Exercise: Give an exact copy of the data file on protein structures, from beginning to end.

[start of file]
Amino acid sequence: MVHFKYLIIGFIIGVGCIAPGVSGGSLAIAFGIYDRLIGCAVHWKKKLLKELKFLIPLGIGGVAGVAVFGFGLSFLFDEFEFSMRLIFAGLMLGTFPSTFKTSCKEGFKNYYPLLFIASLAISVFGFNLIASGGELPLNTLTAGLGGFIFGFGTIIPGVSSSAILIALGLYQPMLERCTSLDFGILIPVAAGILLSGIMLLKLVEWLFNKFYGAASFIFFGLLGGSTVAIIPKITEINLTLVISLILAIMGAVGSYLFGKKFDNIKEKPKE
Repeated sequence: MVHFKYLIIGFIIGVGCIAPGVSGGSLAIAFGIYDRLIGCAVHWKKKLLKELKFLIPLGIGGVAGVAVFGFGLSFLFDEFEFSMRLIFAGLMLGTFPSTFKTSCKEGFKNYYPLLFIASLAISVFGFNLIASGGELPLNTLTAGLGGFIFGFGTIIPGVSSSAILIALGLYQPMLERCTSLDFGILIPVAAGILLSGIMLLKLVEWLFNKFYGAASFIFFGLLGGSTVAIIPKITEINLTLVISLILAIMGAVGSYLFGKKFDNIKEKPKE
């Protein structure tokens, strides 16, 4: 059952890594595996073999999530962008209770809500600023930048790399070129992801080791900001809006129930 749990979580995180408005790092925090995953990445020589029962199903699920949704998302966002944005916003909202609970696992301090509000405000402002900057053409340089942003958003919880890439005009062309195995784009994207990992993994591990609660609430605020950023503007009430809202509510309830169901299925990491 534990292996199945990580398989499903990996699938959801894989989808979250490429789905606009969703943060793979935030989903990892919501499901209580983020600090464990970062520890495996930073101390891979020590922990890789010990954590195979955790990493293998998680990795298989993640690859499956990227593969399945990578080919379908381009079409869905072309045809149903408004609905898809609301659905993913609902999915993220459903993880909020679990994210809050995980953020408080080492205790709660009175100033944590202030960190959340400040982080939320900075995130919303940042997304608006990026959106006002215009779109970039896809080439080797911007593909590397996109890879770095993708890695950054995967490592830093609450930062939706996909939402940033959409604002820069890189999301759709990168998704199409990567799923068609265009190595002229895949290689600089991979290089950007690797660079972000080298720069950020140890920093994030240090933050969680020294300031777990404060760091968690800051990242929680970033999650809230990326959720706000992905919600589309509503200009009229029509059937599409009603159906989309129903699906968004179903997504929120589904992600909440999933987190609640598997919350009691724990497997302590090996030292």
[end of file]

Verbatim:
Amino acid sequence: MVHFKYLIIGFIIGVGCIAPGVSGGSLAIAFGIYDRLIGCAVHWKKKLLKELKFLIPLGIGGVAGVAVFGFGLSFLFDEFEFSMRLIFAGLMLGTFPSTFKTSCKEGFKNYYPLLFIASLAISVFGFNLIASGGELPLNTLTAGLGGFIFGFGTIIPGVSSSAILIALGLYQPMLERCTSLDFGILIPVAAGILLSGIMLLKLVEWLFNKFYGAASFIFFGLLGGSTVAIIPKITEINLTLVISLILAIMGAVGSYLFGKKFDNIKEKPKE
Repeated sequence: MVHFKYLIIGFIIGVGCIAPGVSGGSLAIAFGIYDRLIGCAVHWKKKLLKELKFLIPLGIGGVAGVAVFGFGLSFLFDEFEFSMRLIFAGLMLGTFPSTFKTSCKEGFKNYYPLLFIASLAISVFGFNLIASGGELPLNTLTAGLGGFIFGFGTIIPGVSSSAILIALGLYQPMLERCTSLDFGILIPVAAGILLSGIMLLKLVEWLFNKFYGAASFIFFGLLGGSTVAIIPKITEINLTLVISLILAIMGAVGSYLFGKKFDNIKEKPKE
């Protein structure tokens, strides 16, 4: 059952890594595996073999999530962008209770809500600023930048790399070129992801080791900001809006129930 749990979580995180408005790092925090995953990445020589029962199903699920949704998302966002944005916003909202609970696992301090509000405000402002900057053409340089942003958003919880890439005009062309195995784009994207990992993994591990609660609430605020950023503007009430809202509510309830169901299925990491 534990292996199945990580398989499903990996699938959801894989989808979250490429789905606009969703943060793979935030989903990892919501499901209580983020600090464990970062520890495996930073101390891979020590922990890789010990954590195979955790990493293998998680990795298989993640690859499956990227593969399945990578080919379908381009079409869905072309045809149903408004609905898809609301659905993913609902999915993220459903993880909020679990994210809050995980953020408080080492205790709660009175100033944590202030960190959340400040982080939320900075995130919303940042997304608006990026959106006002215009779109970039896809080439080797911007593909590397996109890879770095993708890695950054995967490592830093609450930062939706996909939402940033959409604002820069890189999301759709990168998704199409990567799923068609265009190595002229895949290689600089991979290089950007690797660079972000080298720069950020140890920093994030240090933050969680020294300031777990404060760091968690800051990242929680970033999650809230990326959720706000992905919600589309509503200009009229029509059937599409009603159906989309129903699906968004179903997504929120589904992600909440999933987190609640598997919350009691724990497997302590090996030292």